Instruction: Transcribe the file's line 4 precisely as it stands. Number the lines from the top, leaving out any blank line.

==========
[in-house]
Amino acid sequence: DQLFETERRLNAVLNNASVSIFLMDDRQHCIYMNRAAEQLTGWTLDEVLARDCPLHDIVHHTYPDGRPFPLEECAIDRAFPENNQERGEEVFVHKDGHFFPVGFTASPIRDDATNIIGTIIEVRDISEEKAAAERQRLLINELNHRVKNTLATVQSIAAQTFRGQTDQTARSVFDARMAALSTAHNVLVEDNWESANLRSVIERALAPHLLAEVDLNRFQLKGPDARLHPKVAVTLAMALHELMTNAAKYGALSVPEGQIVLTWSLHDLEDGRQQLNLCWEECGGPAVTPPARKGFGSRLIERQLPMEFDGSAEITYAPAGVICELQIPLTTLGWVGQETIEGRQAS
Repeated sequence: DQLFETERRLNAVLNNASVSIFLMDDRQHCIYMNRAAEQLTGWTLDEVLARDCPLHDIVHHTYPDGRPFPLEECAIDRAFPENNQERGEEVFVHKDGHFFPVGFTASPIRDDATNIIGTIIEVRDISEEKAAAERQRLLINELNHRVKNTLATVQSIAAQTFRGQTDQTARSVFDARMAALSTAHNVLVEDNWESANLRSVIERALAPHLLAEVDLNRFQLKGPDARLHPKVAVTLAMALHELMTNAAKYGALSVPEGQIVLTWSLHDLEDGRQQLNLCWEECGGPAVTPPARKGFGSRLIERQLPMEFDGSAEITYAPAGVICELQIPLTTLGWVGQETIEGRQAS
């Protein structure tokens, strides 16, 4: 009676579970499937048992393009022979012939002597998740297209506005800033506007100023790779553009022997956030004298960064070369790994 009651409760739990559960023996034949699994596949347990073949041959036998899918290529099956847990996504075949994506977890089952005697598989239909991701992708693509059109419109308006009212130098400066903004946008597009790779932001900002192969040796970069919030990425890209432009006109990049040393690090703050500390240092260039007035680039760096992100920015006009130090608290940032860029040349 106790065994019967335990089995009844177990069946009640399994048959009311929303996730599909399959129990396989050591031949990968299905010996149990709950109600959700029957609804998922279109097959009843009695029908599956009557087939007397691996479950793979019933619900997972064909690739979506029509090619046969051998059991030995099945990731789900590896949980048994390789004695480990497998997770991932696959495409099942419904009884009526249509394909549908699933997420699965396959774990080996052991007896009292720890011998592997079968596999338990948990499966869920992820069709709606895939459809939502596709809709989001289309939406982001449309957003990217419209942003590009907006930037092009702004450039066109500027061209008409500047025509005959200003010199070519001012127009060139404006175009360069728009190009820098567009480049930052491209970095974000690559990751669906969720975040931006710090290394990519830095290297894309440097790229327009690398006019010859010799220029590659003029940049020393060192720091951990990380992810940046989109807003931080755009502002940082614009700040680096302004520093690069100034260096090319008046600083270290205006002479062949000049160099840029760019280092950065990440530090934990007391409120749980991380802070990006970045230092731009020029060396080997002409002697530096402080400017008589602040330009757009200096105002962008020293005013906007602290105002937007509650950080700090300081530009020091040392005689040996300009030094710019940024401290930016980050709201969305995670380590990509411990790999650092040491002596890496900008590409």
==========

């Protein structure tokens, strides 16, 4: 009676579970499937048992393009022979012939002597998740297209506005800033506007100023790779553009022997956030004298960064070369790994 009651409760739990559960023996034949699994596949347990073949041959036998899918290529099956847990996504075949994506977890089952005697598989239909991701992708693509059109419109308006009212130098400066903004946008597009790779932001900002192969040796970069919030990425890209432009006109990049040393690090703050500390240092260039007035680039760096992100920015006009130090608290940032860029040349 106790065994019967335990089995009844177990069946009640399994048959009311929303996730599909399959129990396989050591031949990968299905010996149990709950109600959700029957609804998922279109097959009843009695029908599956009557087939007397691996479950793979019933619900997972064909690739979506029509090619046969051998059991030995099945990731789900590896949980048994390789004695480990497998997770991932696959495409099942419904009884009526249509394909549908699933997420699965396959774990080996052991007896009292720890011998592997079968596999338990948990499966869920992820069709709606895939459809939502596709809709989001289309939406982001449309957003990217419209942003590009907006930037092009702004450039066109500027061209008409500047025509005959200003010199070519001012127009060139404006175009360069728009190009820098567009480049930052491209970095974000690559990751669906969720975040931006710090290394990519830095290297894309440097790229327009690398006019010859010799220029590659003029940049020393060192720091951990990380992810940046989109807003931080755009502002940082614009700040680096302004520093690069100034260096090319008046600083270290205006002479062949000049160099840029760019280092950065990440530090934990007391409120749980991380802070990006970045230092731009020029060396080997002409002697530096402080400017008589602040330009757009200096105002962008020293005013906007602290105002937007509650950080700090300081530009020091040392005689040996300009030094710019940024401290930016980050709201969305995670380590990509411990790999650092040491002596890496900008590409």